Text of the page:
But Pinker completely ignores institutional factors making for war, such as the growth of the MIC and the perils of dominance. You may be sure that he never cites Gareth Porter, Andrew Bacevich or Chalmers Johnson in his book featuring the decline in violence. And the role of slavery and the subsequent institutionalized racism in producing the ghettos and crime in the streets is also essentially ignored by Pinker. This is social science at its ideological pit.
Rights to Kill
We may be living in a period when civil liberties are under attack, a global war on terror has been institutionalized, drone bombings have increased and drone bases proliferate, and the entire globe has been declared a U.S. “free fire zone,” but pieces of social progress continue to take place, even if some are problematic. Gay rights have steadily advanced and, perhaps, women’s rights as well. President Obama has pushed for gay rights in the military and now we have the Joint Chiefs eliminating the 1994 official ban on women’s combat role in U.S. wars. These are strange forms of progress, the new right to participate in killing people abroad. They are accompanied by Katherine Bigelow’s putting a positive spin not only on torture, but on a woman’s heroic role in the torture machinery.
My tentative interpretation of this form of progress is that granting these social advances is easier than stopping the war machine and that they may be advanced at least in part by the desire to placate political constituencies that do not like or are clearly harmed by war, buying their acquiescence or, at least, keeping them a bit more quiet. I interpret Lyndon Johnson’s civil rights and war on poverty energy in the same fashion—at least in part buying support for or toleration of his steady escalation of the war in Vietnam. Obviously the social advances of the gay minority and still-discriminated-against female (possible) majority are forms of progress, but wouldn’t it be wonderful if they weren’t engineered in any way to protect the outward explosion of “the greatest purveyor of violence in the world today” (Martin Luther King).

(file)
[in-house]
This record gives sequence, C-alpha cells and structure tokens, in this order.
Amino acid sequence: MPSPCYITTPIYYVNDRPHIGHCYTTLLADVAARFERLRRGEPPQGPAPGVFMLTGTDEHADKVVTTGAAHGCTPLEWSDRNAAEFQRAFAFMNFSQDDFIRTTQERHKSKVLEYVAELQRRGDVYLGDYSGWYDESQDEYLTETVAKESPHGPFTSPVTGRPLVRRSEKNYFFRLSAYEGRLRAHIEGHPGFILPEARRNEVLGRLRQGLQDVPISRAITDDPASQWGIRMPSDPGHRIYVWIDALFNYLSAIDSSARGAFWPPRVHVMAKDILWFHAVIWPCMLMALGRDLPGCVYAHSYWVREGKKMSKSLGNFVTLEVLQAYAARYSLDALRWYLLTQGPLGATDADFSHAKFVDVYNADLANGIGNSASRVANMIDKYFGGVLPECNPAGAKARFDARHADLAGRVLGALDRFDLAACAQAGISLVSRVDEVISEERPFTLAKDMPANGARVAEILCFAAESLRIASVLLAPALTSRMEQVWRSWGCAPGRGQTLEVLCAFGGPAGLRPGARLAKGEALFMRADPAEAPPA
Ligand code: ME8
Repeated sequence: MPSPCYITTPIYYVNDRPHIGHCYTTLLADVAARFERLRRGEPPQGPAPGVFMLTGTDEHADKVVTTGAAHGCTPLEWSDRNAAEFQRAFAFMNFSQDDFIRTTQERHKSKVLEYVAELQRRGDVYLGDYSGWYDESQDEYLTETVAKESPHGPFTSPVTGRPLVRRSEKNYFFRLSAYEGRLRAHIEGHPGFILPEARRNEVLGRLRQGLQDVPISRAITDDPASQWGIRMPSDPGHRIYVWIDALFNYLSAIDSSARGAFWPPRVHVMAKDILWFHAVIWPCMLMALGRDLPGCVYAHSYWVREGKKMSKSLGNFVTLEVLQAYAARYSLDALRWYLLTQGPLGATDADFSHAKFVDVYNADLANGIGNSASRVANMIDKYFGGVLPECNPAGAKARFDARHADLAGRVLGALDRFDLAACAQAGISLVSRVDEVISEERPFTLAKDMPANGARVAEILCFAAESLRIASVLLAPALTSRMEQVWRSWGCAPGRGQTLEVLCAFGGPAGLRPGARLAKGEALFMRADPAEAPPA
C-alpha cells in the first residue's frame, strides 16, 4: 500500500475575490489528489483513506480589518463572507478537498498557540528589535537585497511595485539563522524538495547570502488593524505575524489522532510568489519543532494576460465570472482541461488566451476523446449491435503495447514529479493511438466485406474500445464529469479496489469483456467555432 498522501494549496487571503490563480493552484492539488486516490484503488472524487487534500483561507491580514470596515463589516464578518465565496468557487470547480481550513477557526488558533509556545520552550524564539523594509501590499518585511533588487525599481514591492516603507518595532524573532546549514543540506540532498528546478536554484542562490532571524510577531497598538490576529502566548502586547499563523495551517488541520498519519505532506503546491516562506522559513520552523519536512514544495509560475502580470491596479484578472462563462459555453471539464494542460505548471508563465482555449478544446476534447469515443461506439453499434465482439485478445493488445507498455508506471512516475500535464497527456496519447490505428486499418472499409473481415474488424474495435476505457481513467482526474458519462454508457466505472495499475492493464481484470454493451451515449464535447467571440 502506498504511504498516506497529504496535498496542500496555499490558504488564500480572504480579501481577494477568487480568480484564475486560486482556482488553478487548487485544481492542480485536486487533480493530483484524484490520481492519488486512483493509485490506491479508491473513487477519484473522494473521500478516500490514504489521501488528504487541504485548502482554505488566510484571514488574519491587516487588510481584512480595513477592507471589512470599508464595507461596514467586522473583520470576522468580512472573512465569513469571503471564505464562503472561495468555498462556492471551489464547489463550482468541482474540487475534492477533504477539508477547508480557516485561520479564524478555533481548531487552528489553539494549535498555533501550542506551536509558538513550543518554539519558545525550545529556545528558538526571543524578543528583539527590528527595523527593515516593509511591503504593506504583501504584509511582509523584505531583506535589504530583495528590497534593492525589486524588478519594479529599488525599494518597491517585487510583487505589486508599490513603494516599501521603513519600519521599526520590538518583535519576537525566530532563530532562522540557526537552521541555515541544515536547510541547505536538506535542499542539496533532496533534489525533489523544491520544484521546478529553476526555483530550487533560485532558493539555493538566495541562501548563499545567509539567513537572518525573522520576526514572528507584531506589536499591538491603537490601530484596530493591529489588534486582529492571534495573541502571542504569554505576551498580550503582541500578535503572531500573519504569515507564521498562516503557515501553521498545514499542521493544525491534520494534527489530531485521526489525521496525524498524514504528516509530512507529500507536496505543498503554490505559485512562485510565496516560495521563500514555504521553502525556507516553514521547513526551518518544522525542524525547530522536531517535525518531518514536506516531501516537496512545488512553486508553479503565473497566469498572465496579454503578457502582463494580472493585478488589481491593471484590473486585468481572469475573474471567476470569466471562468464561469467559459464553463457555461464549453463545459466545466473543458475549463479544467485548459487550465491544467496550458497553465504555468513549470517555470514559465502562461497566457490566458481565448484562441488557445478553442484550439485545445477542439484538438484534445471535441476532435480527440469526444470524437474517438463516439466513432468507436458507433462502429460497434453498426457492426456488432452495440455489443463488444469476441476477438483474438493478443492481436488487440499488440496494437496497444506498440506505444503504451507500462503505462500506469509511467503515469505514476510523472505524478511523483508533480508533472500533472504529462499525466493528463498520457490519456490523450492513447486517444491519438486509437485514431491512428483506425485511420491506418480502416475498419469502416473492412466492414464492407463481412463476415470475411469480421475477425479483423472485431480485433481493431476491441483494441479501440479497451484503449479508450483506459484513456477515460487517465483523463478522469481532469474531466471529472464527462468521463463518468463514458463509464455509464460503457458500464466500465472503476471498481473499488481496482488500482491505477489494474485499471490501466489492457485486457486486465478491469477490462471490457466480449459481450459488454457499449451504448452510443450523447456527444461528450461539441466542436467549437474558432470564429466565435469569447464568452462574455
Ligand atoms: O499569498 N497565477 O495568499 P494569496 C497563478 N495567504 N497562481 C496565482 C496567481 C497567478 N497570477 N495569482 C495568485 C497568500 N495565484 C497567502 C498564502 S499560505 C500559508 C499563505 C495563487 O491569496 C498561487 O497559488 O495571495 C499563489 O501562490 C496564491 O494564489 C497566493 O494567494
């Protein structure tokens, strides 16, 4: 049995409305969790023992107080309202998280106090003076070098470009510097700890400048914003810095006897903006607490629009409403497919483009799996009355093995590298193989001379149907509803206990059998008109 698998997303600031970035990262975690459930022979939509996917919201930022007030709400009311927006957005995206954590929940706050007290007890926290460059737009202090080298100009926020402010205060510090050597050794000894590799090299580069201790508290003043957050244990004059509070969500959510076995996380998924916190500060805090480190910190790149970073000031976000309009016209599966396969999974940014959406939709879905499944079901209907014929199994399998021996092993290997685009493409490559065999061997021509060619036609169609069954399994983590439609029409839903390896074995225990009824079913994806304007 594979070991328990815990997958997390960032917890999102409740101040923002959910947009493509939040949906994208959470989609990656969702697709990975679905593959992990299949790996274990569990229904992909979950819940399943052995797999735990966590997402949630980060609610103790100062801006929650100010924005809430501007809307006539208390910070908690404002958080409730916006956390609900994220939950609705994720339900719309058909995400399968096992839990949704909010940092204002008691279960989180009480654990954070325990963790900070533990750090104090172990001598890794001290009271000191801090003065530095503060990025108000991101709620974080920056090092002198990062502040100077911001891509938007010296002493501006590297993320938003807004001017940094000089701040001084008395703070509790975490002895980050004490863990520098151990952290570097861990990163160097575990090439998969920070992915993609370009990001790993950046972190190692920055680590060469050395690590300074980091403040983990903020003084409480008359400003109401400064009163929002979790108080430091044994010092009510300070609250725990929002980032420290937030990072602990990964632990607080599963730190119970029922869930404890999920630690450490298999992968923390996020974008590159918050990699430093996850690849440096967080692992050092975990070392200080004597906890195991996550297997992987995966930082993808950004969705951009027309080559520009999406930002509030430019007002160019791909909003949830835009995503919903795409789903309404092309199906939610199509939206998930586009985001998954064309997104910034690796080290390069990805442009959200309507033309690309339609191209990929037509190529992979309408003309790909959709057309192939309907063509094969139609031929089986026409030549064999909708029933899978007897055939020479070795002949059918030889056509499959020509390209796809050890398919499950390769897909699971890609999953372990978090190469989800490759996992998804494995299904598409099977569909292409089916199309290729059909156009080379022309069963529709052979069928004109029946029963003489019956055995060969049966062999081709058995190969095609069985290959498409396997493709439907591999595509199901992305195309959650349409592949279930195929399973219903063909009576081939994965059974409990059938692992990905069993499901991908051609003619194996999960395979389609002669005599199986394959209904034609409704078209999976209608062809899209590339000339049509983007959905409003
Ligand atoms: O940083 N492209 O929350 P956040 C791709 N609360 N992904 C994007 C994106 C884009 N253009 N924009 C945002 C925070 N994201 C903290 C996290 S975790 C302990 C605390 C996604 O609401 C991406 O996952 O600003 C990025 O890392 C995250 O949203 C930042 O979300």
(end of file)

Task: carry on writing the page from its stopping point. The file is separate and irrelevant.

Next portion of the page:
Edward S. Herman is an economist, media critic, and author of numerous articles and books. His latest book is The Politics of Genocide (with David Petersen).
Z Magazine Archive
AnnouncementsLABOR - May 1 is May Day. Workers of the world will celebrate the 124th anniversary of International Worker’s Day. Born out of a call for an 8-hour workday in the United States, this day is an opportunity for all workers to show their solidarity with one another, as well as to renew the call for labor rights.
FARM CONFERENCE - The Farm Conference on Community and Sustainability will be held May 24-26 in Summertown, TN, in partnership with the Fellowship of Intentional Communities. Tour green homes, see sustainable food production, learn about solar installations, alternative education, midwifery, and more.
Contact: Douglas@thefarmcommunity.com; http://www.thefarmcommunity.com/.
PALESTINE - The Conference of the Palestinian Shatat in North American will be held June 3-5 in Vancouver. The conference will examine the future of the Palestinian liberation movement.
Contact: firstname.lastname@example.org; http://www.palestinianconference.org/.
LABOR - The Pacific Northwest Labor History Association’s 45th annual conference will be held May 3-5, in Portland, OR. This year’s theme is Labor Under Attack: Learning from the Past and Preparing for the Future. A call for presentations, workshops and papers is currently underway.
Contact: PNLHA, 27920 68th Ave. East, Graham, WA 98338; 206-406-2604; PNLHA1@aol.com; http://www3.telus.net.
MARIJUANA - On the first Saturday of May marijuana legalization activists will hold informational and educational events, rallies and marches in over 300 cities around the world.